Understanding mercy

Understanding Mercy

Pope Francis has declared next year (from the Feast of the Immaculate Conception on December 8, 2015 through the feast of Christ the King on November 20, 2016) to be an Extraordinary Jubilee Year of Mercy. The Holy Father said “I am convinced that the whole church – that has much need to receive mercy because we are sinners – will find in this jubilee the joy to rediscover and render fruitful the mercy of God, with which we are all called to give consolation to every man and woman of our time.”

Mercy is absolutely central to who we are as Christians. It is what Jesus merited for us upon the cross. It is also commanded of us. That second sense of mercy is often poorly understood. I will get to that, but first let’s review God’s mercy.

We have all sinned against God and the Body of Christ, the Church.

all have sinned and are deprived of the glory of God.

If we say, “We are without sin,” we deceive ourselves, and the truth is not in us.

This is gravely serious and in justice, our rebellion deserves eternal separation from God for it.

For the wages of sin is death

It is through God’s superabundant mercy that we live. Through that same mercy, we may remain in His fellowship by repentance. The judgment that we deserve for our sins is set aside if we, with contrite hearts and will to amend our lives, only ask for His forgiveness. That is God’s amazing mercy.

As God shows us mercy through His love for us, we too are called to do likewise with others. It is compassion for others motivated by love. Saint Pope John Paul II wrote in his Dives in Misericordia (Rich in Mercy) encyclical that “Mercy is love’s second name” and is “the greatest attribute of God.”

Such love demands action. Let me offer an example. Imagine that we are on a bridge, near a person preparing to jump over the rail and end his life. What do we do?

We might back away, fearful that we could be accused of pushing him. It might occur to us that he has his reasons and after all, who are we to judge? We don’t want to be intolerant or force our religious views (about suicide) on someone else. Then there is the risk to our own safety should we get too close and get pulled along. If we are able to pull him to safety, he may hate us for our unwelcomed interference. Maybe it is best to “not get involved.”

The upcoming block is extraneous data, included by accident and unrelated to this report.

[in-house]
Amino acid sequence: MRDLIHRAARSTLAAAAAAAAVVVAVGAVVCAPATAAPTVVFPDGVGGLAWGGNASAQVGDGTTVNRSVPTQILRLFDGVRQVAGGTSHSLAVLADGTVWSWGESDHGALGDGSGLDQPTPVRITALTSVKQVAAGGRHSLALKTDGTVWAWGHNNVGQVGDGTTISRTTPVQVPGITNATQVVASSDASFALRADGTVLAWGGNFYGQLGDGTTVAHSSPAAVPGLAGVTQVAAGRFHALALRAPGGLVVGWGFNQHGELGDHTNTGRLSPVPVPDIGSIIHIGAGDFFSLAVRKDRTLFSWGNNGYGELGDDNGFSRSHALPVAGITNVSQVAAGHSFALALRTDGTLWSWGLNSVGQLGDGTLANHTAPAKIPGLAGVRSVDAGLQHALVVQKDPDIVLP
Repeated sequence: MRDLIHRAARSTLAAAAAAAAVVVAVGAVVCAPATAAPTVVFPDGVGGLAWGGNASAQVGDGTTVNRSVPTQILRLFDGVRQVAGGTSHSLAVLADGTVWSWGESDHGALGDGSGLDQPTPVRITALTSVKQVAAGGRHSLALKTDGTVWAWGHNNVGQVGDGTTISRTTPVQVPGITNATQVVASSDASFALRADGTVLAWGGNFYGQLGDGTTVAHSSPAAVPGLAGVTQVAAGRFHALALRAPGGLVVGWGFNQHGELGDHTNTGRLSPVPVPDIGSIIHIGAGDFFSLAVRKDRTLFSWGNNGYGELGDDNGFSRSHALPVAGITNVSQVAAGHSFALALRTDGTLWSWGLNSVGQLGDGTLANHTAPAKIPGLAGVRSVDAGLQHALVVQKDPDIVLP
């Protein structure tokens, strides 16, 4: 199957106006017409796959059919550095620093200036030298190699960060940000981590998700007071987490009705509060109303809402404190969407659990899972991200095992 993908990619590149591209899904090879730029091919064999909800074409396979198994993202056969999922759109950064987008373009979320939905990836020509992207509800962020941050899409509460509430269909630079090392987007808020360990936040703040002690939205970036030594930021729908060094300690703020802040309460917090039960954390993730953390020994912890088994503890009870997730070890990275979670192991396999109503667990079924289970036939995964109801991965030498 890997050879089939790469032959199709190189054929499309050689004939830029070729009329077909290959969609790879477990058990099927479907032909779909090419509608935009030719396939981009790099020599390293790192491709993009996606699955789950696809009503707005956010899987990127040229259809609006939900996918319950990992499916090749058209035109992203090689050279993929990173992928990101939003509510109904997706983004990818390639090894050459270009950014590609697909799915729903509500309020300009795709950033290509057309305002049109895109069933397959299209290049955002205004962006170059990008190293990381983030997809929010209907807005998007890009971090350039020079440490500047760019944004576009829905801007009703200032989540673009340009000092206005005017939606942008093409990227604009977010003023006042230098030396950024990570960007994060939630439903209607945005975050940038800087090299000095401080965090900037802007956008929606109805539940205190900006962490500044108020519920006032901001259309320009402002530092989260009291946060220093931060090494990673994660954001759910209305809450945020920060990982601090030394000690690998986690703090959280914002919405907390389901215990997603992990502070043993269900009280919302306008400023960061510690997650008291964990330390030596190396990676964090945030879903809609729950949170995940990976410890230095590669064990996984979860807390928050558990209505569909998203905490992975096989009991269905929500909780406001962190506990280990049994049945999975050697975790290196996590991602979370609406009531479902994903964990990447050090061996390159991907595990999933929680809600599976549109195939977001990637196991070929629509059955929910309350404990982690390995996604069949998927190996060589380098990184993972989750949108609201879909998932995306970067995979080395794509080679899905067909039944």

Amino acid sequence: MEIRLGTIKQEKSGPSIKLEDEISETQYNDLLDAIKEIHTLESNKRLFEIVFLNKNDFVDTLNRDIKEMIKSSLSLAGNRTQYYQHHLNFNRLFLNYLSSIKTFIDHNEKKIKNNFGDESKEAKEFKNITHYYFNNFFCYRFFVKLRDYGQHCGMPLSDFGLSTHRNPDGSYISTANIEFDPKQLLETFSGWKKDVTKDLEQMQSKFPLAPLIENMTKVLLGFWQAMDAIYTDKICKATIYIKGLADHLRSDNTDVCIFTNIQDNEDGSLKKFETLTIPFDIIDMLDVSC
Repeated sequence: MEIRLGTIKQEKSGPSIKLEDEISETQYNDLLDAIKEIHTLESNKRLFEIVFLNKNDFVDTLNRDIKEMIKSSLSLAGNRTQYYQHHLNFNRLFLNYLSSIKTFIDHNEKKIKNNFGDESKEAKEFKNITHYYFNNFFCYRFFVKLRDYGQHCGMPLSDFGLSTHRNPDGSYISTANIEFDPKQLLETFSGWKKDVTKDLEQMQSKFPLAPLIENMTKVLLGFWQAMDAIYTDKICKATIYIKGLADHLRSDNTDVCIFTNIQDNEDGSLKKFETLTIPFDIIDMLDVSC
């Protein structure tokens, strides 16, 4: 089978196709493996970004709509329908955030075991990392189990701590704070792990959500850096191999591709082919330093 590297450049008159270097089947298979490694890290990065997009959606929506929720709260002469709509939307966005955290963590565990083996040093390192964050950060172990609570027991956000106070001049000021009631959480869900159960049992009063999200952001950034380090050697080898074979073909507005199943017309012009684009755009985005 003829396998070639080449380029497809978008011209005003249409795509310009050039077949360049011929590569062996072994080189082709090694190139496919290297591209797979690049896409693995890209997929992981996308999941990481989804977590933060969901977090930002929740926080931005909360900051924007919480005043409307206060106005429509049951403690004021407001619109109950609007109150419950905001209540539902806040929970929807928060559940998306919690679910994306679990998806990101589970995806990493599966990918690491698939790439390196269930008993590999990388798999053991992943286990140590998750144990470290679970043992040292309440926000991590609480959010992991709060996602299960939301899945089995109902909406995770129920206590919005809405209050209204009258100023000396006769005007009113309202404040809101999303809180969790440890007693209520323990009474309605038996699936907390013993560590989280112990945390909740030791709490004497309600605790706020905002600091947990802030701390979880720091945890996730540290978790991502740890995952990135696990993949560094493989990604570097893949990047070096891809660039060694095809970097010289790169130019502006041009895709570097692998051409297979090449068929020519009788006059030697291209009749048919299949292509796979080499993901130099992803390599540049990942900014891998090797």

None of that reflects compassion and true love for this person. If we love him as we are called to, we do get involved as best we are able even if it might not turn out so well for us.

While we may not witness a situation like this, we are called to action in helping those who suffer including the poor, the oppressed, the imprisoned. We are also called to instruct and advise (CCC 2447) those committing spiritual suicide. Those who denounce God, have sex outside marriage (including adultery and all same sex physical relationships), support abortion and all other sinful acts as they are grave, self-inflicted harm.

Do you not know that the unjust will not inherit the kingdom of God? Do not be deceived; neither fornicators nor idolaters nor adulterers nor boy prostitutes nor sodomites, nor thieves nor the greedy nor drunkards nor slanderers nor robbers will inherit the kingdom of God.

If we act out of love to help our brothers and sisters in these circumstances then we are showing them mercy. Such actions may never be self-righteous, preachy or condemning but show the love of Christ through us reflecting only what is best for the other – even when they themselves think otherwise and may condemn us for it.

Sometimes we see people throw our Lord’s commandments “out the window.” They rationalize and refuse to get involved. Worse, they may invent convenient and comfortable theology on the spot (“if there is a truly loving God…”). Often their idea of “mercy” is simply unbridled tolerance. That is no virtue, far from it.

To be clear: “accepting” / “tolerating” sinful action in the name of “mercy” is exactly the opposite of love and actual mercy. Actual mercy leads others to truth, to God and to salvation. It builds the kingdom of heaven, not reinforces the “wisdom” of the world.

Not every situation that presents itself is open to our help. Indeed, sometimes even planting a small mustard seed can not be reasonably achieved. We must use good judgment, wisely choosing where and how to help. If however we find our good judgment always leads to never getting involved, we may wish to reconsider our motivations.

“Behold, I am sending you like sheep in the midst of wolves; so be shrewd as serpents and simple as doves.

But beware of people, for they will hand you over to courts and scourge you in their synagogues, and you will be led before governors and kings for my sake as a witness before them and the pagans.

When they hand you over, do not worry about how you are to speak or what you are to say. You will be given at that moment what you are to say. For it will not be you who speak but the Spirit of your Father speaking through you.

“Teacher, which commandment in the law is the greatest?”

He said to him, “You shall love the Lord, your God, with all your heart, with all your soul, and with all your mind. This is the greatest and the first commandment.

The second is like it: You shall love your neighbor as yourself.

The whole law and the prophets depend on these two commandments.”


  1. Lionel Andrades says

    Mercy also means speaking the truth.

    CM,SSPX,MICM deny the Faith to please superiors


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